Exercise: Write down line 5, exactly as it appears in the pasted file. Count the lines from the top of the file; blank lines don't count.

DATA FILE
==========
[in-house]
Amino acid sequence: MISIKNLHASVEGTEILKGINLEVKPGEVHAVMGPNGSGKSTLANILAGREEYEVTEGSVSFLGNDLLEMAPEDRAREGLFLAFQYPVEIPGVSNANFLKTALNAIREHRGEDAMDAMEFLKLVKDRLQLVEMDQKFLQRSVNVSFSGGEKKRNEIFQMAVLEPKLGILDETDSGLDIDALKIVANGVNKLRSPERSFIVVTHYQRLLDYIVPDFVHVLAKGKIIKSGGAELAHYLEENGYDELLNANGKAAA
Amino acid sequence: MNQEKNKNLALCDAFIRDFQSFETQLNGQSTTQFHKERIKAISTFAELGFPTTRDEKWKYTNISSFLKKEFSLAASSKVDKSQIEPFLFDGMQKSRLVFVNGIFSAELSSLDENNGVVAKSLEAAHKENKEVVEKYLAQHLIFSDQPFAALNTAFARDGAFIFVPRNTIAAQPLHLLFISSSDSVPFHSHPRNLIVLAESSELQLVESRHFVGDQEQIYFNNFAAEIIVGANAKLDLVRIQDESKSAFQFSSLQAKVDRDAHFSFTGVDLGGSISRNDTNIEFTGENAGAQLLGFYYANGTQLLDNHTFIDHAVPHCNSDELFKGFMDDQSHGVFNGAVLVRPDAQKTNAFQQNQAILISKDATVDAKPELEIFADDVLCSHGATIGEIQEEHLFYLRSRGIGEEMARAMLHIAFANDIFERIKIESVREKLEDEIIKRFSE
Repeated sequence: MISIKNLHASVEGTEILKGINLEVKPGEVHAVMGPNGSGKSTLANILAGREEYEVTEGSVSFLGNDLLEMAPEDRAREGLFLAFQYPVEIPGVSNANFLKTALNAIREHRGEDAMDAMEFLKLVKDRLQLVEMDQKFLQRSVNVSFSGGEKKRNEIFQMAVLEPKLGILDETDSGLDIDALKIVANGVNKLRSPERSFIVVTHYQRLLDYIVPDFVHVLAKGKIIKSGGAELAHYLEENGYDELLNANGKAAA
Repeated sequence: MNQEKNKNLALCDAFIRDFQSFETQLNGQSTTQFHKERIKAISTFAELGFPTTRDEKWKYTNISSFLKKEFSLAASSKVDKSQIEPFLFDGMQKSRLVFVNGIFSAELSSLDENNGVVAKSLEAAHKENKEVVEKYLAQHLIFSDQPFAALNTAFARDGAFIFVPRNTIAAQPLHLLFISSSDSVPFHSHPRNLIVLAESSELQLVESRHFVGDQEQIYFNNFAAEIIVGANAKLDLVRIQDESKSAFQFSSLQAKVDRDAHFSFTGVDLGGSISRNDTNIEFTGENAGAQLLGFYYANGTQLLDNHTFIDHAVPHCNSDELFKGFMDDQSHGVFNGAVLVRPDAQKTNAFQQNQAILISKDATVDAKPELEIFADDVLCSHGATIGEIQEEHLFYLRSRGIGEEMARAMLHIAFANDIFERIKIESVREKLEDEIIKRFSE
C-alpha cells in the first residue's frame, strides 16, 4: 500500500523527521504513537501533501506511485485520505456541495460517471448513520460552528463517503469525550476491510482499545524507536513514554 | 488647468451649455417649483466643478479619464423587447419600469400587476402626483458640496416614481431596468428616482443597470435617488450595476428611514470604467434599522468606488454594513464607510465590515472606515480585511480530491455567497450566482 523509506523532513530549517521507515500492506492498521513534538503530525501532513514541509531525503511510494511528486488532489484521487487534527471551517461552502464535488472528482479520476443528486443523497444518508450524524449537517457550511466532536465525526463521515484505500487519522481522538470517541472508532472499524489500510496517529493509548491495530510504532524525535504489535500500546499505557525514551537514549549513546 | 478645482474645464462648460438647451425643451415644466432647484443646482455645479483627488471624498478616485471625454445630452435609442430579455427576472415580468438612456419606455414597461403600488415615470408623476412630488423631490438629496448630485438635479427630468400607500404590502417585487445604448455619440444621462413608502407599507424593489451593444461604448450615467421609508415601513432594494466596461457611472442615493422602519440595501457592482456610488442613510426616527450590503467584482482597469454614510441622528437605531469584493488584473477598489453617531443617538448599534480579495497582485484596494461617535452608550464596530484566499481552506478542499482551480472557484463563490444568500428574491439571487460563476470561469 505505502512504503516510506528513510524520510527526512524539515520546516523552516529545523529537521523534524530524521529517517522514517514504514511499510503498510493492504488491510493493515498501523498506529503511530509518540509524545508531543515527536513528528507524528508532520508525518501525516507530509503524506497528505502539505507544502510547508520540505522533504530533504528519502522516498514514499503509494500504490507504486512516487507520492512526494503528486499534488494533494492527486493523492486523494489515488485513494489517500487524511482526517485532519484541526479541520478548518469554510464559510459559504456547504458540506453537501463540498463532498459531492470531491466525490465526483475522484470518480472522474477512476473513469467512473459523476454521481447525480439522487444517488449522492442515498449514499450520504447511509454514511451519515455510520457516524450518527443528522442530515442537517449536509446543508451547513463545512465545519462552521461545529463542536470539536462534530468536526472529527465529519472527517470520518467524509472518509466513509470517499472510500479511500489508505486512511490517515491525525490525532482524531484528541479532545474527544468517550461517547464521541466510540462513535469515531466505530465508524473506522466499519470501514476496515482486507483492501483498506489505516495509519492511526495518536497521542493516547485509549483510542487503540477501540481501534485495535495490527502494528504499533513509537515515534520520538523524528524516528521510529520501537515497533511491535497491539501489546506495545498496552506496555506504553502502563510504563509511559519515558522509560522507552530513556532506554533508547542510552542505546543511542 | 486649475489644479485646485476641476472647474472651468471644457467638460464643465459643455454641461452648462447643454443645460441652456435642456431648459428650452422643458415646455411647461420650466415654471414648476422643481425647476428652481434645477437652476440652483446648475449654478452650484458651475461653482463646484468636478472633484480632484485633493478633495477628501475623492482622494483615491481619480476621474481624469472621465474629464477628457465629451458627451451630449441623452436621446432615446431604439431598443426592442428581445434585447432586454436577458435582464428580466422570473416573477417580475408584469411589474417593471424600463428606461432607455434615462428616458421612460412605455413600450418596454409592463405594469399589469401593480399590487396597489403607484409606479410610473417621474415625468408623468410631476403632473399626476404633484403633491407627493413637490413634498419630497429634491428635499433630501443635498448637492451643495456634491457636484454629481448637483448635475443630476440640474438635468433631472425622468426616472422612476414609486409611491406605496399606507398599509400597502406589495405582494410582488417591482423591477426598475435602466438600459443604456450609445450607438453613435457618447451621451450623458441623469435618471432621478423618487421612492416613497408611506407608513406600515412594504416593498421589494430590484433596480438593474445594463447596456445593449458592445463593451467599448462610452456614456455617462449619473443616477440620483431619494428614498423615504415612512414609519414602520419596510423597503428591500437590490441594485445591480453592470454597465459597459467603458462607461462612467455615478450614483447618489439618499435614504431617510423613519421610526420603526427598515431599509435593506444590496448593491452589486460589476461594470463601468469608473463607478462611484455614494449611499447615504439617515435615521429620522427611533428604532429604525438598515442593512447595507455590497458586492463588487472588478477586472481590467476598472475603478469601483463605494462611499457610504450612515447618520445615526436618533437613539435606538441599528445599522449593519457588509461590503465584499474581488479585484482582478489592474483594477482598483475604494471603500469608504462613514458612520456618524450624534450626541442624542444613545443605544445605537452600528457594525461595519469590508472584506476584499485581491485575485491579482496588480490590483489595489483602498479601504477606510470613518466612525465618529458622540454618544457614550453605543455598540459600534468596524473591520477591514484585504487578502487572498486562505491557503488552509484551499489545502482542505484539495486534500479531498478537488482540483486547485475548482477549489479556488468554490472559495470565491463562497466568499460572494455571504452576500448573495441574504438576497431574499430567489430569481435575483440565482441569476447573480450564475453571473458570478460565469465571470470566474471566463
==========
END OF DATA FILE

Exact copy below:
Repeated sequence: MNQEKNKNLALCDAFIRDFQSFETQLNGQSTTQFHKERIKAISTFAELGFPTTRDEKWKYTNISSFLKKEFSLAASSKVDKSQIEPFLFDGMQKSRLVFVNGIFSAELSSLDENNGVVAKSLEAAHKENKEVVEKYLAQHLIFSDQPFAALNTAFARDGAFIFVPRNTIAAQPLHLLFISSSDSVPFHSHPRNLIVLAESSELQLVESRHFVGDQEQIYFNNFAAEIIVGANAKLDLVRIQDESKSAFQFSSLQAKVDRDAHFSFTGVDLGGSISRNDTNIEFTGENAGAQLLGFYYANGTQLLDNHTFIDHAVPHCNSDELFKGFMDDQSHGVFNGAVLVRPDAQKTNAFQQNQAILISKDATVDAKPELEIFADDVLCSHGATIGEIQEEHLFYLRSRGIGEEMARAMLHIAFANDIFERIKIESVREKLEDEIIKRFSE